Sarah Castle’s recent engagements include the title role in Tan Dun’s Marco Polo for the Netherlands Opera in Amsterdam; Cherubino in Le nozze di Figaro for Seattle Opera; Mendelssohn Lobgesang with the Hallé Orchestra at the BBC Proms; Spaces of Blank by Michel van der AA in Amsterdam; Idamante in Idomeneo in Moscow; Fox in The Cunning Little Vixen for the Israeli Opera; Dryad in Ariadne auf Naxos for the Royal Opera; Lola in Cavalleria rusticana for San Diego Opera; Page in Salome with the Auckland Philharmonia Orchestra; Nicklausse in Les contes d’Hoffmann for the Teatro Real, Madrid and the Gran Teatro de Cordoba; Hänsel in Hänsel und Gretel and Ruggiero in Alcina for Opera Australia; Siegrune in Die Walküre, Flosshilde in Das Rheingold and Götterdämmerung at the Royal Opera House, Covent Garden; Sesto in Giulio Cesare and Melibea in Il viaggio a Reims for the Israeli Opera; Prince Orlovsky in Die Fledermaus for the Opera Company of Philadelphia; Annio in La Clemenza di Tito for the National Theatre, Prague; Cherubino in Le nozze di Figaro for San Diego Opera; Siegrune in Florence; Flosshilde in Munich; and Elijah with the Singapore Symphony Orchestra.
Notable concerts include Mendelssohn’s Paulus with La Chapelle Royale under the direction of Philippe Herreweghe on a tour of Spain, Mahler’s Symphony No. 3 with Gustavo Dudamel in Caracas, Mark Anthony Turnage Twice Through the Heart with Psappha and her BBC Proms debut at the Royal Albert Hall in Die Walküre with the BBC Scottish Symphony Orchestra conducted by Donald Runnicles, returning to sing (with the same conductor) a concert performance of Elektra. She has also made debuts at the Concertgebouw in Amsterdam with Dutch Radio Philharmonic conducted by Lothar Zagrosek singing Debussy La Damoiselle Elue and at the Edinburgh International Festival singing Kurt Weill songs with the San Francisco Ballet.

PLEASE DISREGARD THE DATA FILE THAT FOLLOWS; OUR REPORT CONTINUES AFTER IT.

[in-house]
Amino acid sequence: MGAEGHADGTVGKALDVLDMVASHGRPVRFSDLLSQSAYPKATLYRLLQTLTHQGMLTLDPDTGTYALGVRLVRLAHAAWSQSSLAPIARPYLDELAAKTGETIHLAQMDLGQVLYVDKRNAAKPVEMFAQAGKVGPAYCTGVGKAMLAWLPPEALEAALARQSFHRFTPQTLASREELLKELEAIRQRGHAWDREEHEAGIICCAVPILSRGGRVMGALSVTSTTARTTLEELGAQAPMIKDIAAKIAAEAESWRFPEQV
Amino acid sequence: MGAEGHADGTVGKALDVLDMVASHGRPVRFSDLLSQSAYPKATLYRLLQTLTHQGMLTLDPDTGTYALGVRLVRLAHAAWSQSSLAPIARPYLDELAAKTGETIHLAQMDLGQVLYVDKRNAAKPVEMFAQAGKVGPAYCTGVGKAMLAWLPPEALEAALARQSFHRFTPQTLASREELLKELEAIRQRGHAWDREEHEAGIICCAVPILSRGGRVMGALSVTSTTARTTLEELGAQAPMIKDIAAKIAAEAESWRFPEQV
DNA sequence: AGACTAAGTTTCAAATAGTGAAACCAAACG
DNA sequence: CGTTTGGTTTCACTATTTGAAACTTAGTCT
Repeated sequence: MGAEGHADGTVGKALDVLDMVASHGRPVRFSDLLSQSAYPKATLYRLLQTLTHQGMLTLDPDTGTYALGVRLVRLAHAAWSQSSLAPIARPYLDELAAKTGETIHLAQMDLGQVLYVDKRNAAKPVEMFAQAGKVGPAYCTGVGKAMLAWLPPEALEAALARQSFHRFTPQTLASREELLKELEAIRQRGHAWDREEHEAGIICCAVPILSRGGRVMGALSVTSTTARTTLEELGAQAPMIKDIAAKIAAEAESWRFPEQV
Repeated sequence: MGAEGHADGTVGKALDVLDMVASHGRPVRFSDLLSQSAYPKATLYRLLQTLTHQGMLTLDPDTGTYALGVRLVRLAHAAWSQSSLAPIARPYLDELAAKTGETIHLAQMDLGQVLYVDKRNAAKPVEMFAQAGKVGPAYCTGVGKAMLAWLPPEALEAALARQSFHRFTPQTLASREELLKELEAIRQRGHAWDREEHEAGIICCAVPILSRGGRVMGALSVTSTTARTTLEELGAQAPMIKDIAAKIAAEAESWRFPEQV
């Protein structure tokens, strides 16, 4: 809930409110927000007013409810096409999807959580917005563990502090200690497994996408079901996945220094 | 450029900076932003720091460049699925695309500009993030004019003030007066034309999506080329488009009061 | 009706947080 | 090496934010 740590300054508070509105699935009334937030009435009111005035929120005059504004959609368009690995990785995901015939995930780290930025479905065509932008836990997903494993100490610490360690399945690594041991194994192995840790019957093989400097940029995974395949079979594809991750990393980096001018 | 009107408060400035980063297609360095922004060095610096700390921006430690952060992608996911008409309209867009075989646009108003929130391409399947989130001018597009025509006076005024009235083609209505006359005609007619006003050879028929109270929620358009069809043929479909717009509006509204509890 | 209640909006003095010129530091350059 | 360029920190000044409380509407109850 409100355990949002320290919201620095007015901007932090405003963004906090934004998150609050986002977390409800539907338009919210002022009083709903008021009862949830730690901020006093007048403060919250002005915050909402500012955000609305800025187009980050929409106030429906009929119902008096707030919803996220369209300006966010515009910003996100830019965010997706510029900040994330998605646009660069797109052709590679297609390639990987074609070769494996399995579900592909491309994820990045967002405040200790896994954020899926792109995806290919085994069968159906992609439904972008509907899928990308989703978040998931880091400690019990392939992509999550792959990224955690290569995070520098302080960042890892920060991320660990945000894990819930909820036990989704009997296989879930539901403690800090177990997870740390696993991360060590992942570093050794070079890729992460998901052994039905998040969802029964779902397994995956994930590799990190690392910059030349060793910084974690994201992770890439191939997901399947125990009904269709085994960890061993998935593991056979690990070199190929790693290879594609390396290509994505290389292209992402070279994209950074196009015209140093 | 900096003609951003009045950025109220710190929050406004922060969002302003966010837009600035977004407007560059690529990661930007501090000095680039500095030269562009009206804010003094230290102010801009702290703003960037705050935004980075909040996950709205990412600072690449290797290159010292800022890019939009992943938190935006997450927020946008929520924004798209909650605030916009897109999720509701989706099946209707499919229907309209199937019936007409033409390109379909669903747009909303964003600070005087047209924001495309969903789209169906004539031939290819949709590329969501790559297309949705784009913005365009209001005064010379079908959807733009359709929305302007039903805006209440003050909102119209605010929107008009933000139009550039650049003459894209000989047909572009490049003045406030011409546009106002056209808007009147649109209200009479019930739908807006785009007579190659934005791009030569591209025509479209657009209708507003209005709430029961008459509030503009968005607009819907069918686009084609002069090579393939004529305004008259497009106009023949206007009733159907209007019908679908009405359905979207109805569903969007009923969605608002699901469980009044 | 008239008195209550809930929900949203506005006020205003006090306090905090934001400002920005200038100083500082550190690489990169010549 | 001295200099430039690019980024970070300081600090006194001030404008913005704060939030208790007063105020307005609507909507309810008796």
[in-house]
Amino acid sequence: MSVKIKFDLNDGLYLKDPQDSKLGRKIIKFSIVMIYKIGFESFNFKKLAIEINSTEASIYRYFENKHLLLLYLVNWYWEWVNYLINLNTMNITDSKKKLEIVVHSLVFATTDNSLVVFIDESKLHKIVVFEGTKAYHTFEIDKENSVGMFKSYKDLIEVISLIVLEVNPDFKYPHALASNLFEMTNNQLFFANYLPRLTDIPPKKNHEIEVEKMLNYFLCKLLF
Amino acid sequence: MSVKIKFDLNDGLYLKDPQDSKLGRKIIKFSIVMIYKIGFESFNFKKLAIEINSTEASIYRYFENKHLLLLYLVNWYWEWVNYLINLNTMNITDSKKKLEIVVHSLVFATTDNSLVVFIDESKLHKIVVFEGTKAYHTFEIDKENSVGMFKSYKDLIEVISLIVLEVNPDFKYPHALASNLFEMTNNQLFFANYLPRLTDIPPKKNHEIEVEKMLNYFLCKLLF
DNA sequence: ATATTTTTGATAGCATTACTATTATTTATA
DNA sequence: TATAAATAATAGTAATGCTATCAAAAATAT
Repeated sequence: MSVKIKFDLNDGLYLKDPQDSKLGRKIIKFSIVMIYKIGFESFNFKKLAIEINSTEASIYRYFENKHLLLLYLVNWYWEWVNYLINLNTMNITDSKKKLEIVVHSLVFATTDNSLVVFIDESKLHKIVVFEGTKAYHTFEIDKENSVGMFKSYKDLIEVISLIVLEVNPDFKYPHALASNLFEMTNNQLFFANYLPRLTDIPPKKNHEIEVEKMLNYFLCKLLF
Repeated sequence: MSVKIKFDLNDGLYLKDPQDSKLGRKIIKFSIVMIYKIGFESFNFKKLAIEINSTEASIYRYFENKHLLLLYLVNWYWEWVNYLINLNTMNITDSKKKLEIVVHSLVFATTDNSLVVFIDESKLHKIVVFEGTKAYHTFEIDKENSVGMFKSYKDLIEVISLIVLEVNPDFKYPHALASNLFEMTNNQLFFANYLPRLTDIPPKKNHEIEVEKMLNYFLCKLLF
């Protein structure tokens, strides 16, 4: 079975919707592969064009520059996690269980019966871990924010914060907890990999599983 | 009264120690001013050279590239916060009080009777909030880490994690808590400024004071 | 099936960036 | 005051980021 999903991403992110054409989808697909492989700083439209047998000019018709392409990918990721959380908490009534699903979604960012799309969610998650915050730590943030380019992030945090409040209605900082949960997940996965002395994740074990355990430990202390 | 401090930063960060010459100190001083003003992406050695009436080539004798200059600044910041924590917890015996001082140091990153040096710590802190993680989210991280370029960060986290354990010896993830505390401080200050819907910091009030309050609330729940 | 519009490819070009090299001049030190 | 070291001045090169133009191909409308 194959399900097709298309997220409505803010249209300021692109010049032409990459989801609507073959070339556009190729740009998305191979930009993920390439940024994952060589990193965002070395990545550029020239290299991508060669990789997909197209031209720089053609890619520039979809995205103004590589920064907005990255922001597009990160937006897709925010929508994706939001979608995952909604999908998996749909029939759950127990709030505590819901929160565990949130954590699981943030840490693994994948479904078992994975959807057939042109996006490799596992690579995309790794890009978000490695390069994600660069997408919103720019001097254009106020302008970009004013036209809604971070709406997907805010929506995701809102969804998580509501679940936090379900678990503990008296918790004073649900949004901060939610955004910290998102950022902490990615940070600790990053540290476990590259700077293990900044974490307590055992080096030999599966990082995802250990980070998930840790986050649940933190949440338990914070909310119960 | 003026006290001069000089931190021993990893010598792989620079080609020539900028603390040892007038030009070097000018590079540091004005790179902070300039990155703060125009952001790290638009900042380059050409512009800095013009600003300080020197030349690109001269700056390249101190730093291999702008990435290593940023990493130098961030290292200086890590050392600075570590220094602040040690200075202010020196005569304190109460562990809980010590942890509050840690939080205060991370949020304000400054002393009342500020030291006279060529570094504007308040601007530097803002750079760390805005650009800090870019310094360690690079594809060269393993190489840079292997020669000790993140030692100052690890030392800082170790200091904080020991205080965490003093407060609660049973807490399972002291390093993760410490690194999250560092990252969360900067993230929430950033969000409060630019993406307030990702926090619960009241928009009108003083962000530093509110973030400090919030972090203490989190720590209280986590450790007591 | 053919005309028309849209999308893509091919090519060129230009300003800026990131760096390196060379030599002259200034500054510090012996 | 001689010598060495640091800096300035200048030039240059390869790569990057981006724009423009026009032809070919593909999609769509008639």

She made her debut at the Staatsoper Stuttgart as Oberto in Alcina and as Wellgunde in Götterdämmerung and took part in a concert performance of Feuersnot and Anna Bolena (Smeaton) at the Queen Elizabeth Hall in London. For Klagenfurt Opera, she has sung the title role of Teseo; for New Israeli Opera in Tel-Aviv, Nero in L’incoronazione Di Poppea, under the direction of Harry Bicket; and for the Spoleto Festival USA, Andronico in Tamerlano, also under Harry Bicket. She returned to the Spoleto Festival USA to sing Komponist in Ariadne Auf Naxos in 2004 under the baton of Emmanuel Villaume. She has taken part in a production of Parsifal under Jeffrey Tate in Adelaide; sung Cherubino for Opera New Zealand; Helen in King Priam and Teseo in Arianna In Creta, both for Nationale Reisopera; and Olga in Eugene Onegin at La Monnaie in Bruxelles conducted by Lothar Zagrosek. Other major debuts include Tisbe in La Cenerentola for the Royal Opera House Covent Garden, Oberto in Alcina for San Francisco Opera and the title role of Carmen in Switzerland. She sang the roles of Flosshilde and Grimgerde at the 2004 Bayreuther Festspiele.